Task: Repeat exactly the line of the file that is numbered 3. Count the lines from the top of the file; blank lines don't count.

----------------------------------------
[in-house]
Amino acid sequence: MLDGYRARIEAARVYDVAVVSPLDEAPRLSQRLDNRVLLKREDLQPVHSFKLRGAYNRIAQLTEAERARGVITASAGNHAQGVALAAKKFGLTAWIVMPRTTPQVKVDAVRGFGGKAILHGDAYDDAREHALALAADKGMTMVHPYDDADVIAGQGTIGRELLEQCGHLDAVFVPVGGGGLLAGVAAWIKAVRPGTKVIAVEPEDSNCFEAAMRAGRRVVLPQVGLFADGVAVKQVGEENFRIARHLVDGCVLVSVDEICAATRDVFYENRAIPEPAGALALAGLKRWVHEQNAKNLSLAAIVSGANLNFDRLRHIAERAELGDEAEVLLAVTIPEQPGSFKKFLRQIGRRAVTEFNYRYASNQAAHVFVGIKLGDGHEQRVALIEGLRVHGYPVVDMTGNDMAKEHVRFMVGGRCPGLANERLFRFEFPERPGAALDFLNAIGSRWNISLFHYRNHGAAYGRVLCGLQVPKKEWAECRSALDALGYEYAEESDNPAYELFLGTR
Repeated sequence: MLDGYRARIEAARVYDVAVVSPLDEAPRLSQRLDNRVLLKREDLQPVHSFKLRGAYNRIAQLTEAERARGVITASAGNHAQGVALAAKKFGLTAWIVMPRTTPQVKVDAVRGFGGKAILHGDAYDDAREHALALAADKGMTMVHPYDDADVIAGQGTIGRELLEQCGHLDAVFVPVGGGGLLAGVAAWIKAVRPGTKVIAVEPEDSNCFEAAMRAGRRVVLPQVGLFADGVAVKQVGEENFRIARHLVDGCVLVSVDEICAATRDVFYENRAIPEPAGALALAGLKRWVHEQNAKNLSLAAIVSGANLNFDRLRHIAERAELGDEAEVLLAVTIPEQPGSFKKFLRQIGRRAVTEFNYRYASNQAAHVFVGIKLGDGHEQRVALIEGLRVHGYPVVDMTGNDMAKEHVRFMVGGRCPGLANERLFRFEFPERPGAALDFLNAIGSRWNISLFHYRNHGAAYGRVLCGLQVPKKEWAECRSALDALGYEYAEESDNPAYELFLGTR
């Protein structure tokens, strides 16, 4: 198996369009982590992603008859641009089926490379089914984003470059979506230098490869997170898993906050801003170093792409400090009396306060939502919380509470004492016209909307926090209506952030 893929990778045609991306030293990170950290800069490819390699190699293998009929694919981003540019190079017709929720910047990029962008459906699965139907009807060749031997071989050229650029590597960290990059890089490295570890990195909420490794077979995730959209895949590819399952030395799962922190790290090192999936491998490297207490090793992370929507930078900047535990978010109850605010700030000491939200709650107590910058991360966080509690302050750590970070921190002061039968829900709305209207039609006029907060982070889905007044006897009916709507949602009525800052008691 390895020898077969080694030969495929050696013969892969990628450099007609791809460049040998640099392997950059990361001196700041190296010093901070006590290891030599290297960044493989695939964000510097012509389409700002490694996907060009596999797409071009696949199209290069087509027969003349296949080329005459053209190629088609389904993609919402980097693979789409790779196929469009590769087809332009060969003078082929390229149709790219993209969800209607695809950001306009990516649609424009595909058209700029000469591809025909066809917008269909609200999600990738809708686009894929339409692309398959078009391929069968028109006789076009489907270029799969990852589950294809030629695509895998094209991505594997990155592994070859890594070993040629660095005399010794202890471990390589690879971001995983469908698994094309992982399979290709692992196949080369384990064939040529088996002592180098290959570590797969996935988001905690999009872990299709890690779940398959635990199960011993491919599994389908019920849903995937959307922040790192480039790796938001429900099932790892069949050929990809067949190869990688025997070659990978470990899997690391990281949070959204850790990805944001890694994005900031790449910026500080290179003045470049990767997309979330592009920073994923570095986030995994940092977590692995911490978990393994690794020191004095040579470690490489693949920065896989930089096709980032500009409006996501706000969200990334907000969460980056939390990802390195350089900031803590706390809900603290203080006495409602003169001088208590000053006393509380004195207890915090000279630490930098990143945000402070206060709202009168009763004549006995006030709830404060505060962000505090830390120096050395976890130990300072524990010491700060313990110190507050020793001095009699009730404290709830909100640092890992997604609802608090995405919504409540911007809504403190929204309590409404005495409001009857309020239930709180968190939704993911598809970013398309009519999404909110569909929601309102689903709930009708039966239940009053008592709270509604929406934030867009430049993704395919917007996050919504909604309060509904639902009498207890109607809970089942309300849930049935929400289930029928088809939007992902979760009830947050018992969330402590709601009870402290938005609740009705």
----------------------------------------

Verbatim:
Repeated sequence: MLDGYRARIEAARVYDVAVVSPLDEAPRLSQRLDNRVLLKREDLQPVHSFKLRGAYNRIAQLTEAERARGVITASAGNHAQGVALAAKKFGLTAWIVMPRTTPQVKVDAVRGFGGKAILHGDAYDDAREHALALAADKGMTMVHPYDDADVIAGQGTIGRELLEQCGHLDAVFVPVGGGGLLAGVAAWIKAVRPGTKVIAVEPEDSNCFEAAMRAGRRVVLPQVGLFADGVAVKQVGEENFRIARHLVDGCVLVSVDEICAATRDVFYENRAIPEPAGALALAGLKRWVHEQNAKNLSLAAIVSGANLNFDRLRHIAERAELGDEAEVLLAVTIPEQPGSFKKFLRQIGRRAVTEFNYRYASNQAAHVFVGIKLGDGHEQRVALIEGLRVHGYPVVDMTGNDMAKEHVRFMVGGRCPGLANERLFRFEFPERPGAALDFLNAIGSRWNISLFHYRNHGAAYGRVLCGLQVPKKEWAECRSALDALGYEYAEESDNPAYELFLGTR